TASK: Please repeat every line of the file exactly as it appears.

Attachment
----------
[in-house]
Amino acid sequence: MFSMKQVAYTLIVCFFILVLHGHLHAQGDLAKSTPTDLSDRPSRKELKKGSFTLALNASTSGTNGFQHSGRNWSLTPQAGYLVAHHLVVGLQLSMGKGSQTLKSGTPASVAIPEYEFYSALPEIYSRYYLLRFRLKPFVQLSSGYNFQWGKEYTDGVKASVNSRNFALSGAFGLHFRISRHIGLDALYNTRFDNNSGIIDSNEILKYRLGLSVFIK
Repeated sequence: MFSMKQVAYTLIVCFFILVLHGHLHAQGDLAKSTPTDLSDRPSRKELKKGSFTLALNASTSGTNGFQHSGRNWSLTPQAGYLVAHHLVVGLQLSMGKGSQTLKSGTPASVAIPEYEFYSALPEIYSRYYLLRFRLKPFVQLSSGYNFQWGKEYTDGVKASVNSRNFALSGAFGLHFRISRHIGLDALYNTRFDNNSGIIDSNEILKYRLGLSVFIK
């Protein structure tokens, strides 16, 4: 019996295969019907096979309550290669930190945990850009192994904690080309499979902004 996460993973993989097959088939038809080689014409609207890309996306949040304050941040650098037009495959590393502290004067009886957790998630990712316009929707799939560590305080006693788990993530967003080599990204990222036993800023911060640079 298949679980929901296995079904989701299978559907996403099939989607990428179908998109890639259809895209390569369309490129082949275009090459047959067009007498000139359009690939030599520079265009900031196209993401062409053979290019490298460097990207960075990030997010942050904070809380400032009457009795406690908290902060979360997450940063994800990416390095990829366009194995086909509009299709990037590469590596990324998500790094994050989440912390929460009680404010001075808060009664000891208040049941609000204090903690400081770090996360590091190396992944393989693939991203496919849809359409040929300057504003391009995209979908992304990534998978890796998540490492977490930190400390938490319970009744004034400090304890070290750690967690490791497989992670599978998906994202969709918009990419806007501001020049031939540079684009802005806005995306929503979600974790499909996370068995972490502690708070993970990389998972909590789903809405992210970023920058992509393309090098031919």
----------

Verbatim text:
[in-house]
Amino acid sequence: MFSMKQVAYTLIVCFFILVLHGHLHAQGDLAKSTPTDLSDRPSRKELKKGSFTLALNASTSGTNGFQHSGRNWSLTPQAGYLVAHHLVVGLQLSMGKGSQTLKSGTPASVAIPEYEFYSALPEIYSRYYLLRFRLKPFVQLSSGYNFQWGKEYTDGVKASVNSRNFALSGAFGLHFRISRHIGLDALYNTRFDNNSGIIDSNEILKYRLGLSVFIK
Repeated sequence: MFSMKQVAYTLIVCFFILVLHGHLHAQGDLAKSTPTDLSDRPSRKELKKGSFTLALNASTSGTNGFQHSGRNWSLTPQAGYLVAHHLVVGLQLSMGKGSQTLKSGTPASVAIPEYEFYSALPEIYSRYYLLRFRLKPFVQLSSGYNFQWGKEYTDGVKASVNSRNFALSGAFGLHFRISRHIGLDALYNTRFDNNSGIIDSNEILKYRLGLSVFIK
């Protein structure tokens, strides 16, 4: 019996295969019907096979309550290669930190945990850009192994904690080309499979902004 996460993973993989097959088939038809080689014409609207890309996306949040304050941040650098037009495959590393502290004067009886957790998630990712316009929707799939560590305080006693788990993530967003080599990204990222036993800023911060640079 298949679980929901296995079904989701299978559907996403099939989607990428179908998109890639259809895209390569369309490129082949275009090459047959067009007498000139359009690939030599520079265009900031196209993401062409053979290019490298460097990207960075990030997010942050904070809380400032009457009795406690908290902060979360997450940063994800990416390095990829366009194995086909509009299709990037590469590596990324998500790094994050989440912390929460009680404010001075808060009664000891208040049941609000204090903690400081770090996360590091190396992944393989693939991203496919849809359409040929300057504003391009995209979908992304990534998978890796998540490492977490930190400390938490319970009744004034400090304890070290750690967690490791497989992670599978998906994202969709918009990419806007501001020049031939540079684009802005806005995306929503979600974790499909996370068995972490502690708070993970990389998972909590789903809405992210970023920058992509393309090098031919």